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Prefrontal cortex circuits in depression and anxiety: contribution of discrete neuronal populations and target regions


Our understanding of depression and its treatment has advanced with the advent of ketamine as a rapid-acting antidepressant and the development and refinement of tools capable of selectively altering the activity of populations of neuronal subtypes. This work has resulted in a paradigm shift away from dysregulation of single neurotransmitter systems in depression towards circuit level abnormalities impacting function across multiple brain regions and neurotransmitter systems. Studies on the features of circuit level abnormalities demonstrate structural changes within the prefrontal cortex (PFC) and functional changes in its communication with distal brain structures. Treatments that impact the activity of brain regions, such as transcranial magnetic stimulation or rapid-acting antidepressants like ketamine, appear to reverse depression associated circuit abnormalities though the mechanisms underlying the reversal, as well as development of these abnormalities remains unclear. Recently developed optogenetic and chemogenetic tools that allow high-fidelity control of neuronal activity in preclinical models have begun to elucidate the contributions of the PFC and its circuitry to depression- and anxiety-like behavior. These tools offer unprecedented access to specific circuits and neuronal subpopulations that promise to offer a refined view of the circuit mechanisms surrounding depression and potential mechanistic targets for development and reversal of depression associated circuit abnormalities.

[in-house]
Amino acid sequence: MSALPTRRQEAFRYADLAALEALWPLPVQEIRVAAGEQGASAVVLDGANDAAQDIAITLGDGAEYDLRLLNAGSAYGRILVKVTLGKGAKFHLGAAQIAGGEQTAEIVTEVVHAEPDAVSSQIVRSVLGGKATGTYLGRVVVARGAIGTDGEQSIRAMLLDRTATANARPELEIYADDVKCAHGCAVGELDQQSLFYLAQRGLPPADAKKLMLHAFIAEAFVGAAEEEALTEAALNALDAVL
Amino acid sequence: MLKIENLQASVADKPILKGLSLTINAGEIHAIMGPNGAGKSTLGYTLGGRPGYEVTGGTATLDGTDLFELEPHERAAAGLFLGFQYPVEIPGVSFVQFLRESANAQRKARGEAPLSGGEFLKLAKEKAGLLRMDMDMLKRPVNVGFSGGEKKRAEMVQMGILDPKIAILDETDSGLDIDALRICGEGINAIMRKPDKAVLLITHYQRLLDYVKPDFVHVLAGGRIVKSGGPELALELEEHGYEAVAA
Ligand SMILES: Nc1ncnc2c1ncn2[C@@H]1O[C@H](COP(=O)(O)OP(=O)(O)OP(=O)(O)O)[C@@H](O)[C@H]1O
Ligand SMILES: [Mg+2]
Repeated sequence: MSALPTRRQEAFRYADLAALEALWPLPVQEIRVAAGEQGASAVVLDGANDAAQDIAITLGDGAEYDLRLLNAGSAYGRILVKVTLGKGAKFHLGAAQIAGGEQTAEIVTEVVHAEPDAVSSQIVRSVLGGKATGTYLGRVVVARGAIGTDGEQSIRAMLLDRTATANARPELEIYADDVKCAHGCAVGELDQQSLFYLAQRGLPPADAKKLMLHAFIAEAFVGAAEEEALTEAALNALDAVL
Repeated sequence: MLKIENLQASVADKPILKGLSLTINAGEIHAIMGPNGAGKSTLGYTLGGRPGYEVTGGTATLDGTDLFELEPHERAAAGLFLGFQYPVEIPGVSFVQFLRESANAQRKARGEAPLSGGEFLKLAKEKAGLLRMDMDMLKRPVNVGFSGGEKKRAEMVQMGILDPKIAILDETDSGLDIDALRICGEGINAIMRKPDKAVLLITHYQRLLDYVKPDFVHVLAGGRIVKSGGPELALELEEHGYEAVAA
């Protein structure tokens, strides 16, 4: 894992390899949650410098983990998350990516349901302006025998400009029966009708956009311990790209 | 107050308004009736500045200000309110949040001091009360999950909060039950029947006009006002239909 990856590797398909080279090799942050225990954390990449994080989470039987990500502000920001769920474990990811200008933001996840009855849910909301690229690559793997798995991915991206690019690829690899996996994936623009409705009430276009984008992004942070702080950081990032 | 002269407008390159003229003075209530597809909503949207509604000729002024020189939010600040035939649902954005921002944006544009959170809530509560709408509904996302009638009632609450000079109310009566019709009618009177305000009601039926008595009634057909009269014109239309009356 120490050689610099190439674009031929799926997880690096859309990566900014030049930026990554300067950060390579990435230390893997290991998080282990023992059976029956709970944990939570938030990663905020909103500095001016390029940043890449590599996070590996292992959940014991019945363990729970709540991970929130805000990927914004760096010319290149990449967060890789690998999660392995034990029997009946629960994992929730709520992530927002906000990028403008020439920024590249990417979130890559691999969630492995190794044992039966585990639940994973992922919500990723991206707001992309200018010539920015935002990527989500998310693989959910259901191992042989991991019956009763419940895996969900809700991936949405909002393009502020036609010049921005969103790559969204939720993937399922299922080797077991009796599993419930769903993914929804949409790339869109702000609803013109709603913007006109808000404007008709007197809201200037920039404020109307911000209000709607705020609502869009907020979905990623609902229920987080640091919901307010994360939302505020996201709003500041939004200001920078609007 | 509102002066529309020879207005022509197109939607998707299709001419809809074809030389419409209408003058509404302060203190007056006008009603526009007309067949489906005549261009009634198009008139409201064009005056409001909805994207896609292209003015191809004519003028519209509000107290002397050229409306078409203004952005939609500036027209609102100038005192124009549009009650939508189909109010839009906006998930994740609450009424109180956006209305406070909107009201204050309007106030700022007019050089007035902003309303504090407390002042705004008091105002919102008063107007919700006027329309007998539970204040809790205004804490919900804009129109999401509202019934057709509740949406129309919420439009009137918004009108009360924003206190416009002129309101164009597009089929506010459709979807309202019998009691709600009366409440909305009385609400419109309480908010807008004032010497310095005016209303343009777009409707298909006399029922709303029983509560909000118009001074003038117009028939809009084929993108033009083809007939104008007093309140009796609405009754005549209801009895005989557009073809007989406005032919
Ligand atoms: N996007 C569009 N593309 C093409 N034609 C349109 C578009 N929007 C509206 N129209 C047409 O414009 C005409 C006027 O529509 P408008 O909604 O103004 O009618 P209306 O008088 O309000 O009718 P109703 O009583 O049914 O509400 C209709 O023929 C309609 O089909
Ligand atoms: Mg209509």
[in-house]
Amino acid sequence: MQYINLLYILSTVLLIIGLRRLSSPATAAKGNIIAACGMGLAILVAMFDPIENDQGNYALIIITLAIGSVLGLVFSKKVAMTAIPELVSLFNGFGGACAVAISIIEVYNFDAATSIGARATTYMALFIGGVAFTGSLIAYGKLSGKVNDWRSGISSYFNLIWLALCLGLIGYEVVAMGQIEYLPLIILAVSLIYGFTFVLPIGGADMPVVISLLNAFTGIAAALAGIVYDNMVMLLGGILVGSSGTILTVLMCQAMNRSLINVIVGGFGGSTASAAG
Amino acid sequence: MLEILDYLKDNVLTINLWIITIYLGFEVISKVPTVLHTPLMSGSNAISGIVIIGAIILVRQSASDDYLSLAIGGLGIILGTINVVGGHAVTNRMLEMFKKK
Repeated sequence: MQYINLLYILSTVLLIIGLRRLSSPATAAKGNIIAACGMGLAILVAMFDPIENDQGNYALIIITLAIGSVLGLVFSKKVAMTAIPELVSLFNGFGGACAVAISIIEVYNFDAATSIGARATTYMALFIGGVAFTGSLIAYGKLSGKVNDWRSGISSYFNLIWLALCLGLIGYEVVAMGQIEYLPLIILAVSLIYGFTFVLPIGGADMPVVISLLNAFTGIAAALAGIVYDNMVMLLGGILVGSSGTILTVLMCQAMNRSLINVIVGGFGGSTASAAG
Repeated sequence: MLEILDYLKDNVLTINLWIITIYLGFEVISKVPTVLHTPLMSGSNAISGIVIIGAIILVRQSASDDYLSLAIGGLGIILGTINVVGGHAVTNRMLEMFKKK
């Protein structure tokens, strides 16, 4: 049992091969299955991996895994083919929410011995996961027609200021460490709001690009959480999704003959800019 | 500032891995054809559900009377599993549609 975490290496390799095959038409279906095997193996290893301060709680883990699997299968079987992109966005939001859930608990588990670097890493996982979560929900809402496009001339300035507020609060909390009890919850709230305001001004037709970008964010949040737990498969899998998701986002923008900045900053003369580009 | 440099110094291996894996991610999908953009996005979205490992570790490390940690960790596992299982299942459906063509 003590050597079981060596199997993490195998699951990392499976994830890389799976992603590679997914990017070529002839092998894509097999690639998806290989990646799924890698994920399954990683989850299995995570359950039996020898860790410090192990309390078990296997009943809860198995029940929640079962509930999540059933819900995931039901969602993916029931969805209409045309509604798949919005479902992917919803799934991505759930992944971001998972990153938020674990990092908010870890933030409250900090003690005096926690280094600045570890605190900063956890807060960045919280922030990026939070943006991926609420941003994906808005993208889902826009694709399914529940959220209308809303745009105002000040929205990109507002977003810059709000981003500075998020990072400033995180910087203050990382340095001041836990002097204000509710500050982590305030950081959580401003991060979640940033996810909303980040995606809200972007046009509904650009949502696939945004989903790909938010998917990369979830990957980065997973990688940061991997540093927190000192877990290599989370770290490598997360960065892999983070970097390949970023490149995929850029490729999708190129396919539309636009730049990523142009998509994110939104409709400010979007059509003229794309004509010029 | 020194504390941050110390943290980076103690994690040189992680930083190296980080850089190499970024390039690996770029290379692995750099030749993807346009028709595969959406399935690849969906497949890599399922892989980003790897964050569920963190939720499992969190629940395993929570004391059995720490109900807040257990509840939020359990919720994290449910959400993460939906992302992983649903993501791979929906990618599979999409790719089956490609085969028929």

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Fig. 1: Regional specificity of modalities for transiently manipulating neuronal activity.
Fig. 2: Viral strategies for targeting neuronal populations.
Fig. 3: Preclinical neuronal manipulation methods and mPFC circuitry implicated in depression-like behavior.


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This work was supported by the USA NIMH (RO1 MH105910-04 and RO1 MH093897-06A1 to RSD), and the USA Brain and Behavior Research Foundation (to BDH).

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Correspondence to Brendan D. Hare.

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We declare that RSD has consulted and/or received research support from Naurex, Lilly, Forest, Johnson & Johnson, Taisho, and Sunovion. The remaining authors have no competing financial interests.

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Hare, B.D., Duman, R.S. Prefrontal cortex circuits in depression and anxiety: contribution of discrete neuronal populations and target regions. Mol Psychiatry 25, 2742–2758 (2020).

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